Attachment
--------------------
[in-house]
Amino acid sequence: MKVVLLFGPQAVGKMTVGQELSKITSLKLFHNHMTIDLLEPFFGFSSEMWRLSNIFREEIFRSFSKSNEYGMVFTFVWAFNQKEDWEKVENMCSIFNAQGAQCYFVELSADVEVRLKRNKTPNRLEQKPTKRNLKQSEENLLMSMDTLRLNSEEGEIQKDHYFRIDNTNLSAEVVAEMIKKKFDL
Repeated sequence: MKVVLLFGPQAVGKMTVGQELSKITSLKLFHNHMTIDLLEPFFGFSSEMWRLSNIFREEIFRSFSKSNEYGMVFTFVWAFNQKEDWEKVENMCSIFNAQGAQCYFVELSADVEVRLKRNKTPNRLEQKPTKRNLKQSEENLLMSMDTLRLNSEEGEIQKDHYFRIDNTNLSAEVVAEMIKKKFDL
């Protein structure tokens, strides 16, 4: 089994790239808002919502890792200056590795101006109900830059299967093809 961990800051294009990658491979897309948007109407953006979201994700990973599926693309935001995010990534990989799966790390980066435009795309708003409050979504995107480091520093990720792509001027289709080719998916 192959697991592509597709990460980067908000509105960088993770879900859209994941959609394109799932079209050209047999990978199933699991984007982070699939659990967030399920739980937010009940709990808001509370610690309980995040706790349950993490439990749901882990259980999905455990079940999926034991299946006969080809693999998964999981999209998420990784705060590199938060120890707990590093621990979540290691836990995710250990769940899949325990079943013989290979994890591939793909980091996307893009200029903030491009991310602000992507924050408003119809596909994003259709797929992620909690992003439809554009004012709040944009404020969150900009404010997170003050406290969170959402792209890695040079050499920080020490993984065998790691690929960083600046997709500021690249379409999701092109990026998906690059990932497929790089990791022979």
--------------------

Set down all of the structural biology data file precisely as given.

[in-house]
Amino acid sequence: MKVVLLFGPQAVGKMTVGQELSKITSLKLFHNHMTIDLLEPFFGFSSEMWRLSNIFREEIFRSFSKSNEYGMVFTFVWAFNQKEDWEKVENMCSIFNAQGAQCYFVELSADVEVRLKRNKTPNRLEQKPTKRNLKQSEENLLMSMDTLRLNSEEGEIQKDHYFRIDNTNLSAEVVAEMIKKKFDL
Repeated sequence: MKVVLLFGPQAVGKMTVGQELSKITSLKLFHNHMTIDLLEPFFGFSSEMWRLSNIFREEIFRSFSKSNEYGMVFTFVWAFNQKEDWEKVENMCSIFNAQGAQCYFVELSADVEVRLKRNKTPNRLEQKPTKRNLKQSEENLLMSMDTLRLNSEEGEIQKDHYFRIDNTNLSAEVVAEMIKKKFDL
């Protein structure tokens, strides 16, 4: 089994790239808002919502890792200056590795101006109900830059299967093809 961990800051294009990658491979897309948007109407953006979201994700990973599926693309935001995010990534990989799966790390980066435009795309708003409050979504995107480091520093990720792509001027289709080719998916 192959697991592509597709990460980067908000509105960088993770879900859209994941959609394109799932079209050209047999990978199933699991984007982070699939659990967030399920739980937010009940709990808001509370610690309980995040706790349950993490439990749901882990259980999905455990079940999926034991299946006969080809693999998964999981999209998420990784705060590199938060120890707990590093621990979540290691836990995710250990769940899949325990079943013989290979994890591939793909980091996307893009200029903030491009991310602000992507924050408003119809596909994003259709797929992620909690992003439809554009004012709040944009404020969150900009404010997170003050406290969170959402792209890695040079050499920080020490993984065998790691690929960083600046997709500021690249379409999701092109990026998906690059990932497929790089990791022979």